Searching Mars for signatures of life

What will the new Mars rover look for to determine if life ever existed there? A new podcast episode takes a look.

August 20, 2020

Mars Technica is a new, limited- series podcast where experts talk about the science behind the Mars Perseverance mission. Credit: NASA/JPL-Caltech/Arizona State University

LOS ALAMOS, N.M., Aug. 20, 2020—Today, Mars is an arid, dusty, and frigid landscape with an average temperature of minus 80 degrees Fahrenheit—inhospitable to life as we know it. But it wasn’t always that way. NASA’s Perseverance rover is headed straight for a spot scientists believe was an ancient river delta billions of years ago to search for signs that life once existed on the Red Planet. A new episode of the podcast Mars Technica will talk to three experts about what these signs are, and what they might mean.

“The rocks on Mars tell us that, not only did freshwater lakes once exist there, but the water was habitable,” said Roger Wiens, who leads the team for the SuperCam instrument, which is now headed to Mars aboard the Perseverance rover. “So we want to closely examine the chemistry and mineralogy of rocks on Mars to see if there are any signs that life existed there, perhaps billions of years ago.”

Wiens is joined by scientists Nina Lanza and Patrick Gasda to talk about what the new Mars rover hopes to find and how we’ll understand what it all means.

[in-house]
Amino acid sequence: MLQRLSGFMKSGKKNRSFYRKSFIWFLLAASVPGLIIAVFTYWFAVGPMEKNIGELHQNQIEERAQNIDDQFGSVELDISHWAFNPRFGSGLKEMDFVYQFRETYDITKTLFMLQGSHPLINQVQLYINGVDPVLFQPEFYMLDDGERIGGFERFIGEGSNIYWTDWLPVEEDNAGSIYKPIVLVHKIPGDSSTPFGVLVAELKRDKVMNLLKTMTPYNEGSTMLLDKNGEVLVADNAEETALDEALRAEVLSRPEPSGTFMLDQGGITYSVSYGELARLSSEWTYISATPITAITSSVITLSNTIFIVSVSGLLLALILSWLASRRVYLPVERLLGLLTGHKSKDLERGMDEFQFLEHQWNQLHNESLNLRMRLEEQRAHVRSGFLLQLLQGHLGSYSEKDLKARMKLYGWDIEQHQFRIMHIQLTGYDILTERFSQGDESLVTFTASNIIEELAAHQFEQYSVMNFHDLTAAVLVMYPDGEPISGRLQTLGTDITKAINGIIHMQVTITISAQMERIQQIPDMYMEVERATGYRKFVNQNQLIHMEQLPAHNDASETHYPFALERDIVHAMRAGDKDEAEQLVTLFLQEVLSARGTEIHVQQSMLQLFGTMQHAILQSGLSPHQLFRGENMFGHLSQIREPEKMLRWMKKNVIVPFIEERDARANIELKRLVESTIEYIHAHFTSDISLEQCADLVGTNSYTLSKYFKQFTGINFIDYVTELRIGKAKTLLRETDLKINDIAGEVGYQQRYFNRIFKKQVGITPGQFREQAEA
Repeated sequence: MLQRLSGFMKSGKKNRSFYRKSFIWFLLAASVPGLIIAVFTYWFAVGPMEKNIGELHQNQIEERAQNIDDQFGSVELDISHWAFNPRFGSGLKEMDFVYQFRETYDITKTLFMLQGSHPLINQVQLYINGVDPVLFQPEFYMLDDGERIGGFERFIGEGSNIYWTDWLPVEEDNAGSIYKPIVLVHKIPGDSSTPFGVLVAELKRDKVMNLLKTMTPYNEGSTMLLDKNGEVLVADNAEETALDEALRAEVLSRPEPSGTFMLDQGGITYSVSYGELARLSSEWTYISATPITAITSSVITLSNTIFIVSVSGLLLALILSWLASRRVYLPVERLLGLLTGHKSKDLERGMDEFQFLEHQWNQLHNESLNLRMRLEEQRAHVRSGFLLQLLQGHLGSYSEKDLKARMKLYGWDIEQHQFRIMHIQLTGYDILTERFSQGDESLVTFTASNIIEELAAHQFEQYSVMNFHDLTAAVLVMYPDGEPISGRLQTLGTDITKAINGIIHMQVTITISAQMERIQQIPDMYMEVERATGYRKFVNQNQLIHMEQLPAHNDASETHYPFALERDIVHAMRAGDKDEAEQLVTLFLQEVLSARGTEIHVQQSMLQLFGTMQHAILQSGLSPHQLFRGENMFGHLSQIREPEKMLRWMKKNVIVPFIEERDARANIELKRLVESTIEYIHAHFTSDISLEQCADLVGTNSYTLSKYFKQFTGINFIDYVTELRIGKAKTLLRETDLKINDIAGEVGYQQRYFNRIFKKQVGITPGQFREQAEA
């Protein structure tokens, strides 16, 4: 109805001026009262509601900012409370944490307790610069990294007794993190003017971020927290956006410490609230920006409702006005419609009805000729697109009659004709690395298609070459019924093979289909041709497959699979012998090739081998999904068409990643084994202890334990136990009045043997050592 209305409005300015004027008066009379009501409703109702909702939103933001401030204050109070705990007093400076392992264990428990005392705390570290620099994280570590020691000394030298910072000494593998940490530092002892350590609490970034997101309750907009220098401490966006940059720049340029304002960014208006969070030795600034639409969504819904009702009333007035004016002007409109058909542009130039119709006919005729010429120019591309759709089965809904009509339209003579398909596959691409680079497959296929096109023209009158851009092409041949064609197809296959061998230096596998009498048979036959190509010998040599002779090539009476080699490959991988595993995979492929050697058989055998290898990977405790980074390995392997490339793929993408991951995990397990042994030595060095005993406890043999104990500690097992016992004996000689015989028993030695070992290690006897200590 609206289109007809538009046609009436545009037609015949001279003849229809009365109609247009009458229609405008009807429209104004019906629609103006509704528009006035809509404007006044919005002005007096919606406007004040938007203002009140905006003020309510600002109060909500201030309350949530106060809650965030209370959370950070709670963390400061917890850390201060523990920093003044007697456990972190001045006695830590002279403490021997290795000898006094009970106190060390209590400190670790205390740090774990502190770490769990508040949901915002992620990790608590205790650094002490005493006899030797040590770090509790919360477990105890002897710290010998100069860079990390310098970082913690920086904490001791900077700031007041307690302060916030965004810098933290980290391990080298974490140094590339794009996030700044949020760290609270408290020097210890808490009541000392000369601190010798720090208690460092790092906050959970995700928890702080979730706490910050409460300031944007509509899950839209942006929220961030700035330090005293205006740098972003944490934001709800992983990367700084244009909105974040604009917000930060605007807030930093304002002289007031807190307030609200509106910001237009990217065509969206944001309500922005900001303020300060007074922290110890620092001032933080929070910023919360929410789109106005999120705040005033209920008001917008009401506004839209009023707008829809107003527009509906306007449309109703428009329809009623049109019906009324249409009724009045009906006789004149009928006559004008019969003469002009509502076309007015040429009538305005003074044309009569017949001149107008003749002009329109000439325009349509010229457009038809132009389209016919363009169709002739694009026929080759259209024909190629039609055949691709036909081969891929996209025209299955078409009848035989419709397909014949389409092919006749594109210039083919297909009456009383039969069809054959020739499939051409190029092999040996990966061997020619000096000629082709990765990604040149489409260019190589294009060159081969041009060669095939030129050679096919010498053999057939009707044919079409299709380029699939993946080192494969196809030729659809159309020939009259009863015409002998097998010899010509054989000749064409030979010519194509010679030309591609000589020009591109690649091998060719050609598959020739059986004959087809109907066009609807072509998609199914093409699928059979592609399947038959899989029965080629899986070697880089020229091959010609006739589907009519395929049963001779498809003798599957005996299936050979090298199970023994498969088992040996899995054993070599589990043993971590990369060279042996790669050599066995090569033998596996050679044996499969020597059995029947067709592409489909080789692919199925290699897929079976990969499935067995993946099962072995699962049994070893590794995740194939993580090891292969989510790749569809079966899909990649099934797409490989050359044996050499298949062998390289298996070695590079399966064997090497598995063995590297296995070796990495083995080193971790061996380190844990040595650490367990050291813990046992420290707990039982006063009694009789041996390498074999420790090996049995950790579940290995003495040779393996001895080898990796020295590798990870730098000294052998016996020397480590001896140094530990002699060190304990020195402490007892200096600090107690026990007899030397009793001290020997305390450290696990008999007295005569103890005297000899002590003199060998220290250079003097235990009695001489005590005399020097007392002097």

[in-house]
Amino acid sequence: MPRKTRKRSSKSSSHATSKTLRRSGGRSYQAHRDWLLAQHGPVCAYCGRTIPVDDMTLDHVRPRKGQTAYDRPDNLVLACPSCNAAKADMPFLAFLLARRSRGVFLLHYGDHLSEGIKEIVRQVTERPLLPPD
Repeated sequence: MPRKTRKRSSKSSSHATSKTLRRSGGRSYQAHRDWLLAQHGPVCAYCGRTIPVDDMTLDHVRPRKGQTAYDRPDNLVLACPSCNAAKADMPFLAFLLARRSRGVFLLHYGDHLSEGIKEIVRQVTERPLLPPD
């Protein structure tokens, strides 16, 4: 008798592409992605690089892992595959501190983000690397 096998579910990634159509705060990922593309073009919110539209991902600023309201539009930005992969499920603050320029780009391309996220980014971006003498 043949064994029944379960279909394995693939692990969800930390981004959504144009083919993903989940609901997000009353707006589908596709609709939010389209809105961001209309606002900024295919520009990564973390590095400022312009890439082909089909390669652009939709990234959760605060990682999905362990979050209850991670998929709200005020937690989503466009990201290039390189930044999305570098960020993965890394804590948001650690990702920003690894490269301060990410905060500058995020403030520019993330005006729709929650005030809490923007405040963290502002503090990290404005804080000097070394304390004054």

This is the fourth episode of Mars Technica, a new seven-series podcast produced by Los Alamos National Laboratory, which delves into the Lab’s role on the Mars Perseverance mission.

Upcoming episodes include more discussions about signatures of life on Mars and what secrets rock varnish might hold. You can stream episodes via the Mars Technica website.

You can also to find and subscribe to Mars Technica on Apple Podcasts, Spotify, Stitcher and Google Podcasts.

About Los Alamos National Laboratory

Los Alamos National Laboratory, a multidisciplinary research institution engaged in strategic science on behalf of national security, is managed by Triad, a public service oriented, national security science organization equally owned by its three founding members: Battelle Memorial Institute (Battelle), the Texas A&M University System (TAMUS), and the Regents of the University of California (UC) for the Department of Energy’s National Nuclear Security Administration.

Los Alamos enhances national security by ensuring the safety and reliability of the U.S. nuclear stockpile, developing technologies to reduce threats from weapons of mass destruction, and solving problems related to energy, environment, infrastructure, health, and global security concerns.